Doctoral Dissertations

Orcid ID

Date of Award


Degree Type


Degree Name

Doctor of Philosophy


Nuclear Engineering

Major Professor

Jason P. Hayward

Committee Members

Thomas Handler, Lawrence H. Heilbronn, Ronald E. Pevey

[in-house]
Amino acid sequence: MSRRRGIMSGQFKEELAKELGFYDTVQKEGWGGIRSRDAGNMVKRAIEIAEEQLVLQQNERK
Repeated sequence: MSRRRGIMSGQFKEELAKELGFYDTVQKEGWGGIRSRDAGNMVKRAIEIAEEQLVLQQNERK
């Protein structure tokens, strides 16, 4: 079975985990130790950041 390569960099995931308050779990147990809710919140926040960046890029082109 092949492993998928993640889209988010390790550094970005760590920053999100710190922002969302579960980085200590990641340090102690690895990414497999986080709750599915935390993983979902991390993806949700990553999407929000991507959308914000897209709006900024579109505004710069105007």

Enrichment assay of large (>1 kg) uranium objects is a necessary capability for nuclear safeguards and nuclear security applications. While passive gamma ray measurements are traditionally used, these methods may be unreliable for large inhomogeneous objects. Tagged neutron interrogation (TNI) of uranium using a time-tagged external D-T neutron source allows for transmission imaging as well as fission site imaging of neutron single and double coincidences. This work develops four point kinetics-based methods of estimating enrichment from a theoretical TNI measurement. These methods expand upon traditional point kinetics models in an effort to describe the fission chain propagation of TNI measurements of bare uranium metal while retaining enough simplicity to invert them and assay enrichment. The methods focus on each of the enrichment-sensitive parameters within the point kinetics model|source-object coupling, chain-starting multiplicity, and neutron multiplication. The accuracy and sensitivities of each method are evaluated using a combination of Monte Carlo simulation data and data from TNI measurements. A study on how the coincidence response and neutron multiplication are affected by physical characteristics of large uranium objects informs what specific information needs to be known a priori or from neutron imaging to successfully assay enrichment using point kinetics-based methods.

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